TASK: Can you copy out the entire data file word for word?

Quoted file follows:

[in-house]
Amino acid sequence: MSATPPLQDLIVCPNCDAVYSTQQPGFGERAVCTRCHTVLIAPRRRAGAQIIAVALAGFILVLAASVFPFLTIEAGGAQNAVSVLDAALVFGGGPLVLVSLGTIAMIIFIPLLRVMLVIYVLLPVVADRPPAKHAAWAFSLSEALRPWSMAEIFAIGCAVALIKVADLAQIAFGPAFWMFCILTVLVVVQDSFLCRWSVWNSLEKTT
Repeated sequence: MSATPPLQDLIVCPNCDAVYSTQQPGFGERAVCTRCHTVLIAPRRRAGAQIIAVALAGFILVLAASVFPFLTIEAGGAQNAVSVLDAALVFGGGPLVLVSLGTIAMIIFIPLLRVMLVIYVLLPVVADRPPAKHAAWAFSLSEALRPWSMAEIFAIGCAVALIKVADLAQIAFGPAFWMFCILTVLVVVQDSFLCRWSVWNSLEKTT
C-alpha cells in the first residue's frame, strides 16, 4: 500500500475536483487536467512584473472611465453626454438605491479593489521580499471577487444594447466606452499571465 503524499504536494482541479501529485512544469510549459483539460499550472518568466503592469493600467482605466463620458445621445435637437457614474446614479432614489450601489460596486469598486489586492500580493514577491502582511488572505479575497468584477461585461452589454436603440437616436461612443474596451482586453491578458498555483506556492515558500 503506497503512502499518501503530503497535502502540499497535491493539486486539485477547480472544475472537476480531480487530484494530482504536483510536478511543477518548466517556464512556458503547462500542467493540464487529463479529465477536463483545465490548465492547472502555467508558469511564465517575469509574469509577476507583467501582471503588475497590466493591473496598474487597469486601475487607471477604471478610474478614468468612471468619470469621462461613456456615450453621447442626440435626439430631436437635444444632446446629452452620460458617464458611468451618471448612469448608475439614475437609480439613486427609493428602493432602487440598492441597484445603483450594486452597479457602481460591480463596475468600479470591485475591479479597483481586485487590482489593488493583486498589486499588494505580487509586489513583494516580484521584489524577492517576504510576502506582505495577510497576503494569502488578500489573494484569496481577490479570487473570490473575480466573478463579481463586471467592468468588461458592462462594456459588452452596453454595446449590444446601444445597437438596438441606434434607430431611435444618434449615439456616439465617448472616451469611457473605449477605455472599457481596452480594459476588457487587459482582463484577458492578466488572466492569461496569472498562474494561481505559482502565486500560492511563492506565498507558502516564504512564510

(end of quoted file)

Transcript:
[in-house]
Amino acid sequence: MSATPPLQDLIVCPNCDAVYSTQQPGFGERAVCTRCHTVLIAPRRRAGAQIIAVALAGFILVLAASVFPFLTIEAGGAQNAVSVLDAALVFGGGPLVLVSLGTIAMIIFIPLLRVMLVIYVLLPVVADRPPAKHAAWAFSLSEALRPWSMAEIFAIGCAVALIKVADLAQIAFGPAFWMFCILTVLVVVQDSFLCRWSVWNSLEKTT
Repeated sequence: MSATPPLQDLIVCPNCDAVYSTQQPGFGERAVCTRCHTVLIAPRRRAGAQIIAVALAGFILVLAASVFPFLTIEAGGAQNAVSVLDAALVFGGGPLVLVSLGTIAMIIFIPLLRVMLVIYVLLPVVADRPPAKHAAWAFSLSEALRPWSMAEIFAIGCAVALIKVADLAQIAFGPAFWMFCILTVLVVVQDSFLCRWSVWNSLEKTT
C-alpha cells in the first residue's frame, strides 16, 4: 500500500475536483487536467512584473472611465453626454438605491479593489521580499471577487444594447466606452499571465 503524499504536494482541479501529485512544469510549459483539460499550472518568466503592469493600467482605466463620458445621445435637437457614474446614479432614489450601489460596486469598486489586492500580493514577491502582511488572505479575497468584477461585461452589454436603440437616436461612443474596451482586453491578458498555483506556492515558500 503506497503512502499518501503530503497535502502540499497535491493539486486539485477547480472544475472537476480531480487530484494530482504536483510536478511543477518548466517556464512556458503547462500542467493540464487529463479529465477536463483545465490548465492547472502555467508558469511564465517575469509574469509577476507583467501582471503588475497590466493591473496598474487597469486601475487607471477604471478610474478614468468612471468619470469621462461613456456615450453621447442626440435626439430631436437635444444632446446629452452620460458617464458611468451618471448612469448608475439614475437609480439613486427609493428602493432602487440598492441597484445603483450594486452597479457602481460591480463596475468600479470591485475591479479597483481586485487590482489593488493583486498589486499588494505580487509586489513583494516580484521584489524577492517576504510576502506582505495577510497576503494569502488578500489573494484569496481577490479570487473570490473575480466573478463579481463586471467592468468588461458592462462594456459588452452596453454595446449590444446601444445597437438596438441606434434607430431611435444618434449615439456616439465617448472616451469611457473605449477605455472599457481596452480594459476588457487587459482582463484577458492578466488572466492569461496569472498562474494561481505559482502565486500560492511563492506565498507558502516564504512564510